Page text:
Private bank Coutts has apologised to Nigel Farage for closing his bank accounts, describing its assessment of him as “deeply inappropriate”.
The U-turn comes as the Treasury announced it will tighten rules on when and how a person’s account can be closed, in an effort to protect “freedom of expression”.
Under new regulations announced on Thursday, banks will have to spell out why they are terminating an account, and give customers a notice period of 90 days. The change aims to give account holders more time to challenge decisions with the financial ombudsman.
It was revealed this week that Coutts, an exclusive private bank, decided to terminate Mr Farage’s accounts after noting that his views “do not align with our values” – though they offered him a normal account with NatWest.
But in a letter published on Thursday, chief executive Alison Rose said that “legally held political and personal views” are no bar to having an account at the institution, and profusely apologised to the arch-Brexiteer.
“I am writing to apologise for deeply inappropriate comments about yourself made in the now published papers for the wealth committee. I would like to make it clear that they do not reflect the view of the bank,” she said in the letter.
“I believe very strongly that freedom of expression and access to banking are fundamental to our society and it is absolutely not our policy to exit a customer on the basis of legally held political and personal views.”
The apology comes after pressure from senior Conservative politicians over the decision. Rishi Sunak’s press secretary told reporters on Wednesday that it would be “incredibly concerning and wrong” if Mr Farage’s accounts had been closed because of his political opinions.
Former Brexit secretary David Davis said the move amounted to “thinly veiled political discrimination” and called it a “vindictive, irresponsible and undemocratic action”. The Financial Conduct Authority has also said it will discuss the situation with NatWest, which owns the private bank.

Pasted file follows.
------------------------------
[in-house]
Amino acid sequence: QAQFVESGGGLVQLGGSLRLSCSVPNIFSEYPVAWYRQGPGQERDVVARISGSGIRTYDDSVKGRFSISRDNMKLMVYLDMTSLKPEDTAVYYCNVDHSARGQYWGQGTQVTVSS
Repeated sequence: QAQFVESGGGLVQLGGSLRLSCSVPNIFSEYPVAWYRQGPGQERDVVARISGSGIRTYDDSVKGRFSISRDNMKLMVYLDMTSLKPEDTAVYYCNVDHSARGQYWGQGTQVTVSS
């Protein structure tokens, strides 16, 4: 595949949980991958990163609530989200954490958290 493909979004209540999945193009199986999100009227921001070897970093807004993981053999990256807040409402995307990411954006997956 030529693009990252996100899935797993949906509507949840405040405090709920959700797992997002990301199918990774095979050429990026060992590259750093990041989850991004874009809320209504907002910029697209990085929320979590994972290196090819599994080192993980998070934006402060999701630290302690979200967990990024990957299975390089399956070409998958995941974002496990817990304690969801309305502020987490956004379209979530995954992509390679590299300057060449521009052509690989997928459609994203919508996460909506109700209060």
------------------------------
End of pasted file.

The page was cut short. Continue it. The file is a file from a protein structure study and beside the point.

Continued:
Mr Farage, a former leader of Ukip and the Brexit Party, says he made a subject access request in order to obtain documents from Coutts’s reputational risk committee that set out the justification for the closure of his accounts.
The 40 pages of documents are reported to reveal concerns over a perception that Mr Farage is “xenophobic and racist”.
The changes to the banking rules announced by the Treasury on Thursday have been in the works since January, when the government issued a “call for evidence” in updating the payment services regulations.
In that document, the Treasury cited previous decisions alleged to have been made by payment service PayPal to close accounts “due to the publicly held views of PayPal’s users and those associated with them”.
In a bizarre paragraph, officials explained that “the government does not support ‘cancel culture’”.
Andrew Griffith, the economic secretary to the Treasury, said: “Freedom of speech is a cornerstone of our democracy, and it must be respected by all institutions.
“Banks occupy a privileged place in society, and it is right that we fairly balance the rights of banks to act in their commercial interest with the right for everyone to express themselves freely.
“These changes will boost the rights of customers – providing real transparency, time to appeal, and making it a much fairer playing field.”